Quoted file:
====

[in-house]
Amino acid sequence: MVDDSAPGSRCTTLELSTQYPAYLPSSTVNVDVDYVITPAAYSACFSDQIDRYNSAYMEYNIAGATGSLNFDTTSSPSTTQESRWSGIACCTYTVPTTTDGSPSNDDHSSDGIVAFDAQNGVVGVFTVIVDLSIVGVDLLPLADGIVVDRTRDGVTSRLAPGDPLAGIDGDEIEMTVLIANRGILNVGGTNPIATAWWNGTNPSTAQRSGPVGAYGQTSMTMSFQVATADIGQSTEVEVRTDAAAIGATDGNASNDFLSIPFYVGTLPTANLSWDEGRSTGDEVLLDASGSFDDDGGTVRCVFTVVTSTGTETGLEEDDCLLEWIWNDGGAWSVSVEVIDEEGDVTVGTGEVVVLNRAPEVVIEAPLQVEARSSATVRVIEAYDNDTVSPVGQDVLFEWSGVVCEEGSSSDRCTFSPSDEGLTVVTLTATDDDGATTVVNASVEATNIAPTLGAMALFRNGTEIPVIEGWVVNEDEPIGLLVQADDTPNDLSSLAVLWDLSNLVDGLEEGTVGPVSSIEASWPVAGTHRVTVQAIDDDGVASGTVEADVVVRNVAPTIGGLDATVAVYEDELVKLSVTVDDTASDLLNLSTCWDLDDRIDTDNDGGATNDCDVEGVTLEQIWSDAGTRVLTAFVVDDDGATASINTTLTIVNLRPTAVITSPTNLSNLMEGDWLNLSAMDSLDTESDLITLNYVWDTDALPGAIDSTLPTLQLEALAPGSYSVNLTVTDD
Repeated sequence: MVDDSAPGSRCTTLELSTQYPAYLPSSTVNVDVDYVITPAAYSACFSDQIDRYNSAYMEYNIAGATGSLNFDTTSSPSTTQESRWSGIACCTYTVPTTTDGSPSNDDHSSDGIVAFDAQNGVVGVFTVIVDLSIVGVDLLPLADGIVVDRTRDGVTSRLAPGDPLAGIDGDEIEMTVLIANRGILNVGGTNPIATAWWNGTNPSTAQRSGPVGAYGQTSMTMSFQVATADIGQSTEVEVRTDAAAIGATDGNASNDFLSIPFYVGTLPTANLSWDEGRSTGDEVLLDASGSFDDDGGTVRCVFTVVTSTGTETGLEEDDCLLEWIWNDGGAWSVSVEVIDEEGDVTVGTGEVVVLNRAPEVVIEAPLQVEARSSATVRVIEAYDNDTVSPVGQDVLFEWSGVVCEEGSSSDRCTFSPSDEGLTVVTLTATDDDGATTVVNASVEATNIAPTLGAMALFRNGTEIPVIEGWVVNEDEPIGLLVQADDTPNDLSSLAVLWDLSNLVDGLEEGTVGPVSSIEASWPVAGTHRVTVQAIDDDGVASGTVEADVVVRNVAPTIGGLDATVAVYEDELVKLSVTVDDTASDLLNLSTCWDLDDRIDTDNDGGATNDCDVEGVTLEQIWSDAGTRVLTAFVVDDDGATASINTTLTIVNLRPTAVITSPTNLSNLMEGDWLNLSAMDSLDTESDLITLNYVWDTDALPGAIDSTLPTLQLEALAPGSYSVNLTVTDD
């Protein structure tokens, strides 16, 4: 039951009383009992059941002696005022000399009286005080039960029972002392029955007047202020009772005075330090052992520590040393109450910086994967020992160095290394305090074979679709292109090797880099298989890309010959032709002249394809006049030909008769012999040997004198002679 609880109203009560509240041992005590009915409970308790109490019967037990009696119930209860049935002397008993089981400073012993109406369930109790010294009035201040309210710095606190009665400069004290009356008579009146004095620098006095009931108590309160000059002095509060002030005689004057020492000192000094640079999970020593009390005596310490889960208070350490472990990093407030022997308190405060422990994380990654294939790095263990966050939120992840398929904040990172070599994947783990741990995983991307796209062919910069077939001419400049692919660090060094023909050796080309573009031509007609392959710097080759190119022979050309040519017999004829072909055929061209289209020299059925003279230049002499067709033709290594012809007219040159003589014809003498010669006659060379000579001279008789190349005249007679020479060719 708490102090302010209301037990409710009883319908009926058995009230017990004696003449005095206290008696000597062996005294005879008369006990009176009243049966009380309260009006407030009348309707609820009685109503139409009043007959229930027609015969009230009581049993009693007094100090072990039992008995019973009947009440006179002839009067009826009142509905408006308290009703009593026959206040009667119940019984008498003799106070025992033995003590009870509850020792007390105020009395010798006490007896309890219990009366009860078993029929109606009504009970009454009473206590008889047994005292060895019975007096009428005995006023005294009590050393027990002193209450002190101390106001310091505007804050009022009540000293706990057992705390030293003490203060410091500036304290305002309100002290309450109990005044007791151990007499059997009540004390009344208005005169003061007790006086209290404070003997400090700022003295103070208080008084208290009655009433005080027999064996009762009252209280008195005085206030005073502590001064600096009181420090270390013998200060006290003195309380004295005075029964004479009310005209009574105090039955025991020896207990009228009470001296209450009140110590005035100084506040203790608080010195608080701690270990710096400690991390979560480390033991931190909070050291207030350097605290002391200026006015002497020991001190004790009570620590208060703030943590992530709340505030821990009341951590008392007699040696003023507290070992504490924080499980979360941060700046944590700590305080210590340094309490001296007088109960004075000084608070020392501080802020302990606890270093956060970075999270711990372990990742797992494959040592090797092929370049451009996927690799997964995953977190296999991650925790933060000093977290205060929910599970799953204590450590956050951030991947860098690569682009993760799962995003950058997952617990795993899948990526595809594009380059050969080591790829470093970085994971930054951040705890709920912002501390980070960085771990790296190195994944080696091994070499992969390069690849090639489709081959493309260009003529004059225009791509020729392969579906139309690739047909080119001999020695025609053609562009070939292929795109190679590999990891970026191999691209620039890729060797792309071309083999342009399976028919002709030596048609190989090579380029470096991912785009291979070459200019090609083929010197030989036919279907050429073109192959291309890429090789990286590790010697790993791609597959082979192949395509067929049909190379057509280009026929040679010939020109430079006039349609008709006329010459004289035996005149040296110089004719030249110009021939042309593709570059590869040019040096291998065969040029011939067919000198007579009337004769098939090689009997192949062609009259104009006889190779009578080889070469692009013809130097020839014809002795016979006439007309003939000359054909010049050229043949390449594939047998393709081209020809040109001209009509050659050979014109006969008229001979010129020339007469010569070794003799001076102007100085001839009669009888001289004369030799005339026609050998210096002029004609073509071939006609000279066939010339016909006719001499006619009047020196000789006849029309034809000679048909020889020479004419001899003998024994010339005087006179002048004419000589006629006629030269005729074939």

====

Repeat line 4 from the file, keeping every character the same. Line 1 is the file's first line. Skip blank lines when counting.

């Protein structure tokens, strides 16, 4: 039951009383009992059941002696005022000399009286005080039960029972002392029955007047202020009772005075330090052992520590040393109450910086994967020992160095290394305090074979679709292109090797880099298989890309010959032709002249394809006049030909008769012999040997004198002679 609880109203009560509240041992005590009915409970308790109490019967037990009696119930209860049935002397008993089981400073012993109406369930109790010294009035201040309210710095606190009665400069004290009356008579009146004095620098006095009931108590309160000059002095509060002030005689004057020492000192000094640079999970020593009390005596310490889960208070350490472990990093407030022997308190405060422990994380990654294939790095263990966050939120992840398929904040990172070599994947783990741990995983991307796209062919910069077939001419400049692919660090060094023909050796080309573009031509007609392959710097080759190119022979050309040519017999004829072909055929061209289209020299059925003279230049002499067709033709290594012809007219040159003589014809003498010669006659060379000579001279008789190349005249007679020479060719 708490102090302010209301037990409710009883319908009926058995009230017990004696003449005095206290008696000597062996005294005879008369006990009176009243049966009380309260009006407030009348309707609820009685109503139409009043007959229930027609015969009230009581049993009693007094100090072990039992008995019973009947009440006179002839009067009826009142509905408006308290009703009593026959206040009667119940019984008498003799106070025992033995003590009870509850020792007390105020009395010798006490007896309890219990009366009860078993029929109606009504009970009454009473206590008889047994005292060895019975007096009428005995006023005294009590050393027990002193209450002190101390106001310091505007804050009022009540000293706990057992705390030293003490203060410091500036304290305002309100002290309450109990005044007791151990007499059997009540004390009344208005005169003061007790006086209290404070003997400090700022003295103070208080008084208290009655009433005080027999064996009762009252209280008195005085206030005073502590001064600096009181420090270390013998200060006290003195309380004295005075029964004479009310005209009574105090039955025991020896207990009228009470001296209450009140110590005035100084506040203790608080010195608080701690270990710096400690991390979560480390033991931190909070050291207030350097605290002391200026006015002497020991001190004790009570620590208060703030943590992530709340505030821990009341951590008392007699040696003023507290070992504490924080499980979360941060700046944590700590305080210590340094309490001296007088109960004075000084608070020392501080802020302990606890270093956060970075999270711990372990990742797992494959040592090797092929370049451009996927690799997964995953977190296999991650925790933060000093977290205060929910599970799953204590450590956050951030991947860098690569682009993760799962995003950058997952617990795993899948990526595809594009380059050969080591790829470093970085994971930054951040705890709920912002501390980070960085771990790296190195994944080696091994070499992969390069690849090639489709081959493309260009003529004059225009791509020729392969579906139309690739047909080119001999020695025609053609562009070939292929795109190679590999990891970026191999691209620039890729060797792309071309083999342009399976028919002709030596048609190989090579380029470096991912785009291979070459200019090609083929010197030989036919279907050429073109192959291309890429090789990286590790010697790993791609597959082979192949395509067929049909190379057509280009026929040679010939020109430079006039349609008709006329010459004289035996005149040296110089004719030249110009021939042309593709570059590869040019040096291998065969040029011939067919000198007579009337004769098939090689009997192949062609009259104009006889190779009578080889070469692009013809130097020839014809002795016979006439007309003939000359054909010049050229043949390449594939047998393709081209020809040109001209009509050659050979014109006969008229001979010129020339007469010569070794003799001076102007100085001839009669009888001289004369030799005339026609050998210096002029004609073509071939006609000279066939010339016909006719001499006619009047020196000789006849029309034809000679048909020889020479004419001899003998024994010339005087006179002048004419000589006629006629030269005729074939």